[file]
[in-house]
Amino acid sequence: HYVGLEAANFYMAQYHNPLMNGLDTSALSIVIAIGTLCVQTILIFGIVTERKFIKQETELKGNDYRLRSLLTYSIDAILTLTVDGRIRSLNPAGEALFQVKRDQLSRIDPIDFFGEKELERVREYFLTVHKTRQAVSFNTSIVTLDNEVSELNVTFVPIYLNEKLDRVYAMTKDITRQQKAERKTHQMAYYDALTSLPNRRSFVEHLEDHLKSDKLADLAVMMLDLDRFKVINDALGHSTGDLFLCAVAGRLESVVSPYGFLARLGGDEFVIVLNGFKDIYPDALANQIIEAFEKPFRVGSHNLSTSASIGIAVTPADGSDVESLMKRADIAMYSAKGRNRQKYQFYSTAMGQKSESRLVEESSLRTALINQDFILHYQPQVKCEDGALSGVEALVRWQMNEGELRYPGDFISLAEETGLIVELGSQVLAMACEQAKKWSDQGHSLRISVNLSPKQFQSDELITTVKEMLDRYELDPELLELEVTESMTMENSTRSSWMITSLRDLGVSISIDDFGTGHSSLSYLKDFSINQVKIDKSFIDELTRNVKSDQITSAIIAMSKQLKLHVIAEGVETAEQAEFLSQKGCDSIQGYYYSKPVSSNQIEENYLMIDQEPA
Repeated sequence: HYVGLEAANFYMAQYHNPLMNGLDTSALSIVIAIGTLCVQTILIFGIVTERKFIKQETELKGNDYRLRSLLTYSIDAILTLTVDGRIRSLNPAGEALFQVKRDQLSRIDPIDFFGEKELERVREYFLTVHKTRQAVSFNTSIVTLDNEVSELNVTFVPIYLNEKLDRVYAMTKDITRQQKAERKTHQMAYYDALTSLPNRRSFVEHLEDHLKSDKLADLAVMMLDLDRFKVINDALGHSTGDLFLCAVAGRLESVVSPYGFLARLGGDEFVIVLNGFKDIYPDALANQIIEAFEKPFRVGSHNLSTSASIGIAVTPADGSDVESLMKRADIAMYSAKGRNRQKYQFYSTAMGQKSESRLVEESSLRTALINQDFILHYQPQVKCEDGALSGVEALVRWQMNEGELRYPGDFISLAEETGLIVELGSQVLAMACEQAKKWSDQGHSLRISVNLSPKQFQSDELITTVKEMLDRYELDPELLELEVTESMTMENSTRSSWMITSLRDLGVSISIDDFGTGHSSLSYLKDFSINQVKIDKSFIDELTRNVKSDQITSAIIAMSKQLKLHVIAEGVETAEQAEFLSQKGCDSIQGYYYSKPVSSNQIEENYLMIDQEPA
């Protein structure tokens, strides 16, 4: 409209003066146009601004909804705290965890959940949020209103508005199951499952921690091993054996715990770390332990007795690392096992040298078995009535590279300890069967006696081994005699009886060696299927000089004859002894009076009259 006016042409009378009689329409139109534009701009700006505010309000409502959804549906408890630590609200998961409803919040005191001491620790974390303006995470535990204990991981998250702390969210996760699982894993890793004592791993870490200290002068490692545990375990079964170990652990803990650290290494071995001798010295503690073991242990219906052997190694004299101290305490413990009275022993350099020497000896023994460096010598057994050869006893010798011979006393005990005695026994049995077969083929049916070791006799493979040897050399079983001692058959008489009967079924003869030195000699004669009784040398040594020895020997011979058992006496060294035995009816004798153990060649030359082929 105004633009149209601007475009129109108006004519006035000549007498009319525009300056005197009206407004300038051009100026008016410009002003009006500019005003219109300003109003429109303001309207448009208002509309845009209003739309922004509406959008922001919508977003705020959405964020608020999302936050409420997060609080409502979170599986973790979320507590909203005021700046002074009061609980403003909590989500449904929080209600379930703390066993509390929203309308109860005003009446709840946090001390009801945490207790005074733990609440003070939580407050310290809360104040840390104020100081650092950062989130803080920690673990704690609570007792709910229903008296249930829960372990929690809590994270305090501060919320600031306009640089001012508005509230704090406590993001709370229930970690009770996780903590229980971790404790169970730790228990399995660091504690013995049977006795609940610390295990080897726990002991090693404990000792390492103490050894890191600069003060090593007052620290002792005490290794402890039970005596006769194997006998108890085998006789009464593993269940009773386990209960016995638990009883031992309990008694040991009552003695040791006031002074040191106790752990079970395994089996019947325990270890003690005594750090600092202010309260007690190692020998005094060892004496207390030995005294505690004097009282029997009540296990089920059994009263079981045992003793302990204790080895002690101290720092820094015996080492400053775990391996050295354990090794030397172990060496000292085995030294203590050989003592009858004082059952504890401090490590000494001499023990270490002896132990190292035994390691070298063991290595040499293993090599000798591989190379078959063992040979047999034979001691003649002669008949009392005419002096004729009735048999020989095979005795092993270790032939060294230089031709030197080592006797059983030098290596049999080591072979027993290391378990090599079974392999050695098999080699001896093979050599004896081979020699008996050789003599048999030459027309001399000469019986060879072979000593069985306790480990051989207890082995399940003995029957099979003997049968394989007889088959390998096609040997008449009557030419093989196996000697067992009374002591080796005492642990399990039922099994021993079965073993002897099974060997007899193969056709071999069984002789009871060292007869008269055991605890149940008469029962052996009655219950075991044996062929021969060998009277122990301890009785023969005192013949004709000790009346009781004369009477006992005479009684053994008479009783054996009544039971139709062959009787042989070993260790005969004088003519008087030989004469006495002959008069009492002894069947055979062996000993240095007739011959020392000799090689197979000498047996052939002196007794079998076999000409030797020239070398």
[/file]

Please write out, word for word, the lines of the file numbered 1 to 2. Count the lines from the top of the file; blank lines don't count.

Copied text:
[in-house]
Amino acid sequence: HYVGLEAANFYMAQYHNPLMNGLDTSALSIVIAIGTLCVQTILIFGIVTERKFIKQETELKGNDYRLRSLLTYSIDAILTLTVDGRIRSLNPAGEALFQVKRDQLSRIDPIDFFGEKELERVREYFLTVHKTRQAVSFNTSIVTLDNEVSELNVTFVPIYLNEKLDRVYAMTKDITRQQKAERKTHQMAYYDALTSLPNRRSFVEHLEDHLKSDKLADLAVMMLDLDRFKVINDALGHSTGDLFLCAVAGRLESVVSPYGFLARLGGDEFVIVLNGFKDIYPDALANQIIEAFEKPFRVGSHNLSTSASIGIAVTPADGSDVESLMKRADIAMYSAKGRNRQKYQFYSTAMGQKSESRLVEESSLRTALINQDFILHYQPQVKCEDGALSGVEALVRWQMNEGELRYPGDFISLAEETGLIVELGSQVLAMACEQAKKWSDQGHSLRISVNLSPKQFQSDELITTVKEMLDRYELDPELLELEVTESMTMENSTRSSWMITSLRDLGVSISIDDFGTGHSSLSYLKDFSINQVKIDKSFIDELTRNVKSDQITSAIIAMSKQLKLHVIAEGVETAEQAEFLSQKGCDSIQGYYYSKPVSSNQIEENYLMIDQEPA